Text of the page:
Faculty of Medicine, Nursing and Health Sciences

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This unit entry is for students who completed this unit in 2016 only. For students planning to study the unit, please refer to the unit indexes in the the current edition of the Handbook. If you have any queries contact the managing faculty for your course or area of study.

Monash University

6 points, SCA Band 2, 0.125 EFTSL

Undergraduate - Unit

Refer to the specific census and withdrawal dates for the semester(s) in which this unit is offered.


Medicine, Nursing and Health Sciences

Organisational Unit

Department of Nutrition and Dietetics


Dr Tracy McCaffrey

Quota applies

This unit is quota restricted. Selection priority for students taking Bachelor of Nutrition Science.



  • First semester 2016 (Day)


Monitoring and evaluation are essential components of determining nutritional status both at the individual and population level. Therefore the interpretation of information from dietary, laboratory, anthropometric and clinical studies is central to the work of nutrition science students. In this unit, students will examine the methodological applications and limitations surrounding dietary assessment, body composition and biochemical tests. Students will be enabled to critically employ research skills when analysing nutrition related data by identifying appropriate methods, in terms of precision, validity and reproducibility for assessing dietary intake, body composition and nutritional status using biochemical tests. Students will be exposed to a number of anthropometric and dietary intake methods, as well as nutrition screening tools routinely used in both the clinical and research settings.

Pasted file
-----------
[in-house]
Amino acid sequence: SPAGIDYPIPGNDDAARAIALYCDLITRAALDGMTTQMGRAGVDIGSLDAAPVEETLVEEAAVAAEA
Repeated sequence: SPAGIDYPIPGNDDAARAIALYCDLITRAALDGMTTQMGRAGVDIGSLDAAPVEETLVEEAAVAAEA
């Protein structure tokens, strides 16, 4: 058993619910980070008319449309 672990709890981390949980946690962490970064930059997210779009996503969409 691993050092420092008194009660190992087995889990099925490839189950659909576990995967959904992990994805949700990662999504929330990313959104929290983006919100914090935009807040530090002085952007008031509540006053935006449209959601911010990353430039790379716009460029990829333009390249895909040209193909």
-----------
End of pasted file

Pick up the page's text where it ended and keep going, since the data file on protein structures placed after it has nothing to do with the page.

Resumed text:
Upon successful completion of this unit, students should be able to:

  1. Assess food consumption at national, household and individual levels.
  2. Communicate with individuals employing effective interview techniques.
  3. Utilise a variety of dietary assessment methods with an understanding of precision, reproducibility and validity.
  4. Assess anthropometry and body composition in individuals.
  5. Assess nutritional status by interpreting relevant biochemical and pathology tests.
  6. Estimate nutritional requirements of individuals.
  7. Identify and utilise nutrition screening tools.
  8. Employ effective research skills in analysing nutrition-related data.


Weighed vs. estimated food diary and individual/group nutrition assessment (3,000 words) (50%)
Anthropometric practical exam (500 words) (25%)
Multiple choice questions (1.5 hours) (25%)
Micronutrient lab test summary (Formative) (Peer assessment)
Interview skills reflection (Formative) (Peer assessment)

Workload requirements

On-campus: 6 hours per week of interactive lectures and workshops + 6 hours self-directed learning and completion of assessment tasks.

See also Unit timetable information

Chief examiner(s)

This unit applies to the following area(s) of study


Must have passed all of NUT2001, NUT2102 and NUT2103; or Must have passed all of HSC1101, HSC1102 and NUT1011.


Must be enrolled in Bachelor of Nutrition Science or Bachelor of Health Science.